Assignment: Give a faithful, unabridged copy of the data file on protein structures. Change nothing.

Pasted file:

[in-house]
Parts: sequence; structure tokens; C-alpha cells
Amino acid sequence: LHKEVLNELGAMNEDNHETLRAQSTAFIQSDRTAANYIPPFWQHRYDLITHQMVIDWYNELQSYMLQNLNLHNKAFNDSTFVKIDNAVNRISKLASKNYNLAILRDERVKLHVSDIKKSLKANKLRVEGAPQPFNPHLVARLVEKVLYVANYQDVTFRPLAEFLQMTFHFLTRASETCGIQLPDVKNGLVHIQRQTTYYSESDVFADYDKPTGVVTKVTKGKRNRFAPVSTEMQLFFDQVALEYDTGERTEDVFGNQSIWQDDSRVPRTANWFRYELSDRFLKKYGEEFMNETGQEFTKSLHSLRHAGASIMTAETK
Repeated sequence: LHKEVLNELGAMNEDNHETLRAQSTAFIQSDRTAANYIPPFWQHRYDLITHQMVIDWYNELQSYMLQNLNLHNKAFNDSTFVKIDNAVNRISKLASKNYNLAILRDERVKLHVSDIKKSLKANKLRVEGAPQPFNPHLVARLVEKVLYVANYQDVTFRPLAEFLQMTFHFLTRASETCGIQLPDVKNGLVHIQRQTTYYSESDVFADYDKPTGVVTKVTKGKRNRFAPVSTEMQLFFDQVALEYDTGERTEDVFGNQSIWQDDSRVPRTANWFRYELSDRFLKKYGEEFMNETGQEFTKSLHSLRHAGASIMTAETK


[in-house]
Parts: sequence; structure tokens; C-alpha cells
Amino acid sequence: LHKEVLNELGAMNEDNHETLRAQSTAFIQSDRTAANYIPPFWQHRYDLITHQMVIDWYNELQSYMLQNLNLHNKAFNDSTFVKIDNAVNRISKLASKNYNLAILRDERVKLHVSDIKKSLKANKLRVEGAPQPFNPHLVARLVEKVLYVANYQDVTFRPLAEFLQMTFHFLTRASETCGIQLPDVKNGLVHIQRQTTYYSESDVFADYDKPTGVVTKVTKGKRNRFAPVSTEMQLFFDQVALEYDTGERTEDVFGNQSIWQDDSRVPRTANWFRYELSDRFLKKYGEEFMNETGQEFTKSLHSLRHAGASIMTAETK
Repeated sequence: LHKEVLNELGAMNEDNHETLRAQSTAFIQSDRTAANYIPPFWQHRYDLITHQMVIDWYNELQSYMLQNLNLHNKAFNDSTFVKIDNAVNRISKLASKNYNLAILRDERVKLHVSDIKKSLKANKLRVEGAPQPFNPHLVARLVEKVLYVANYQDVTFRPLAEFLQMTFHFLTRASETCGIQLPDVKNGLVHIQRQTTYYSESDVFADYDKPTGVVTKVTKGKRNRFAPVSTEMQLFFDQVALEYDTGERTEDVFGNQSIWQDDSRVPRTANWFRYELSDRFLKKYGEEFMNETGQEFTKSLHSLRHAGASIMTAETK